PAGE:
Making a movie that is not only centered around the experience of a kid, but also assumes that kid’s point of view, is really hard to pull off. Or at the very least, it’s hard to pull off without coming off as condescending, disingenuous claptrap. Something about a bunch of grown-ups attempting to portray the world as it is experienced by a child, and accurately and fully depict the nuances thereof, always ends up coming off as labored and artificial. Like we’re too far away from our own experiences, and too deeply caught up in our own silly grown-up ideas, to effectively tell a story from a child’s point of view in a way that feels real, lived-in, and not overly whimsical or naive. It feels like putting on a costume.
However, there are a few films that pull it off with aplomb. Last year, we saw Sean Baker’s fabulous film The Florida Project tell a very adult story while choosing to adopt the point of view of the child characters, and the end result was a uniquely powerful and moving experience that also managed to feel true to life. Because we were seeing this world from the perspective of the children that populate it, everything in it – from the specific story beats that are obscured vs. those that are revealed explicitly, to the overall emotional “color” of the film’s narrative thread – is channeled through this prism. When it’s pulled off well, it’s a remarkably effective way to frame a story. Yo Niña, the debut film by director Natural Arpajou, is another example of this approach working wonderfully.
Yo Niña tells the story of Armonía, a six-year-old girl who has been saddled with the worst kind of hippie, anti-establishment, let’s-go-off-the-grid-and-live-in-the-woods parents. It’s a charming concept, but it’s actually very damaging: it results in a complete lack of structure and boundaries that leaves the little girl in constant search of an actual adult figure she can look to for guidance. Her parents’ refusal to participate in the trappings of modern life are portrayed at times sympathetically and other times as a real cause of struggle and strife for the family and those around them. These parents are woefully underprepared for the life they envision for themselves, and Armonía is often left to her own devices in a way that seems tantamount to abandonment. She doesn’t even call them “mother” or “father,” instead referring to them by their first names.
After a tragic incident forces them to leave their idyllic dwelling and actually interact with the bourgeoisie, Armonía’s world starts to gradually open up as she discovers concepts that notions she’d never experienced in her short life. The family must grapple with ideological disputes, with the prying questions from their peers, and with the internal tensions that arise from their own choices and child-rearing approach. It’s like a fish-out-of-water story, but not in the charming Crocodile Dundee way; instead, it’s actually pretty heartbreaking. This is where we see the true virtue in using Armonía as the point-of-view character: if the film had taken a different narrative approach, it might’ve been too dense to bear. Instead, we experience it all through her eyes.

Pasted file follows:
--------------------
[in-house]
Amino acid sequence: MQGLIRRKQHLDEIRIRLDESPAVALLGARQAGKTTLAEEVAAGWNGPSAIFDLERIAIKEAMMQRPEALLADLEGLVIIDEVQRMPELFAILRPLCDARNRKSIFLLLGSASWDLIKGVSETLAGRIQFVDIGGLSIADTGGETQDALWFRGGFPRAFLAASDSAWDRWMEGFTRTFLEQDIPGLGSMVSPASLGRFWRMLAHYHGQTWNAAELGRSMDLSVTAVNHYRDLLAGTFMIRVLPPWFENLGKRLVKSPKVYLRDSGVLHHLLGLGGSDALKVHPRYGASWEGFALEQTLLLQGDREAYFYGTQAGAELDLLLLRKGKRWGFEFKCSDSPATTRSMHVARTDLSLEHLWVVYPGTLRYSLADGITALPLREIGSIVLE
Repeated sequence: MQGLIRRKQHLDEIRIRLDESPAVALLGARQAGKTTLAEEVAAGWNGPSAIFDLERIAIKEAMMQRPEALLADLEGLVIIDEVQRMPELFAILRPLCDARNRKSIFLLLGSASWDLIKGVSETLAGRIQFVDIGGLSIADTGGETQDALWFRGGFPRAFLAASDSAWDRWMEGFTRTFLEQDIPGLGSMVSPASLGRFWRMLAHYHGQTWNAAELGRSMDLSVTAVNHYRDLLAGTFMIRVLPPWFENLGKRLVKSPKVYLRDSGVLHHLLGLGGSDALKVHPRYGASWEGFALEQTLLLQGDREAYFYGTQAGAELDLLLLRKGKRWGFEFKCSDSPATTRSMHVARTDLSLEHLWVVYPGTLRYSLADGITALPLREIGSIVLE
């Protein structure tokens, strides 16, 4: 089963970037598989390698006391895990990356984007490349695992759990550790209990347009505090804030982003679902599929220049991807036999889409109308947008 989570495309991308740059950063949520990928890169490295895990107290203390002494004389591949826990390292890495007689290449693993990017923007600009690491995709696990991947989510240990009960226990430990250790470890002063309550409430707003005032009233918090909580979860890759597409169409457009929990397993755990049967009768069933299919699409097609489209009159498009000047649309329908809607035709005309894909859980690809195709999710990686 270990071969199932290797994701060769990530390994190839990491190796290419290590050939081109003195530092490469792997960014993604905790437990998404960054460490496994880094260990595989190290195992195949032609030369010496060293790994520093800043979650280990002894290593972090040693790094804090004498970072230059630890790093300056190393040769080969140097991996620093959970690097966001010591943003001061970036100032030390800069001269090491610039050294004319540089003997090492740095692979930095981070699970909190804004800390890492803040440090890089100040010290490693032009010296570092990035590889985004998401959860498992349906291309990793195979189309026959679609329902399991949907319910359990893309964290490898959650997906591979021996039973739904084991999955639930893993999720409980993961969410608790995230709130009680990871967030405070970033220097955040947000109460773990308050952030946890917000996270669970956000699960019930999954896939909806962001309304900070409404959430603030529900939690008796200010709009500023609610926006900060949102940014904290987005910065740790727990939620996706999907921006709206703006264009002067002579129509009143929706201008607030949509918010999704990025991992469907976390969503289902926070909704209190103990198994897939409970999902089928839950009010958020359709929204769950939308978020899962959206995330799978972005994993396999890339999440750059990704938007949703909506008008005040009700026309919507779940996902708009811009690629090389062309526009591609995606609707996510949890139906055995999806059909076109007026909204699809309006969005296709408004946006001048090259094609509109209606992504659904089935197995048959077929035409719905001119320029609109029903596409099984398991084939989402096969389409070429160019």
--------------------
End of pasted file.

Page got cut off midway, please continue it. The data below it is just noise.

Aside from Arpajou’s clever handling of tone and method of framing the narrative, two other aspects elevate Yo Niña: the acting, which is incredible. All the performances feel vibrant and real, especially – and most surprisingly – that of Huenu Paz Paredes, the little girl who portrays Armonía. Child actors are so often the weak links in their films, but Huenu Paz Paredes delivers a stunning performance that conveys all of the story’s emotional beats perfectly. Also: the film is stunning to look at, and its majestic and sumptuous shots of Patagonia almost managed to convince me to move there myself.
Yo Niña is a rare movie to find in mainstream Buenos Aires cinemas; you’d expect to find a movie like this screening at the Gaumont or at the Arteplex, but rarely do you see a movie of its kind playing at Hoyts and Cinemark theaters. That’s because it’s an autobiographical story centered around childhood that is neither saccharine or maudlin; its story is largely about a kid, but its target audience isn’t children.
It’s not a contemplative, miserablist trudge about the struggles of childhood, such as Carlos Sorín’s Joel from earlier this year. It’s also not a reductive, condescending children’s tale. Instead, it avoids the pitfalls of child-centric movies by being its own idiosyncratic sort of in-between piece, thrives on nuance and its ability to tackle complex subjects without losing sight of its central point-of-view character. It’s a lovely film, and more than worth a watch.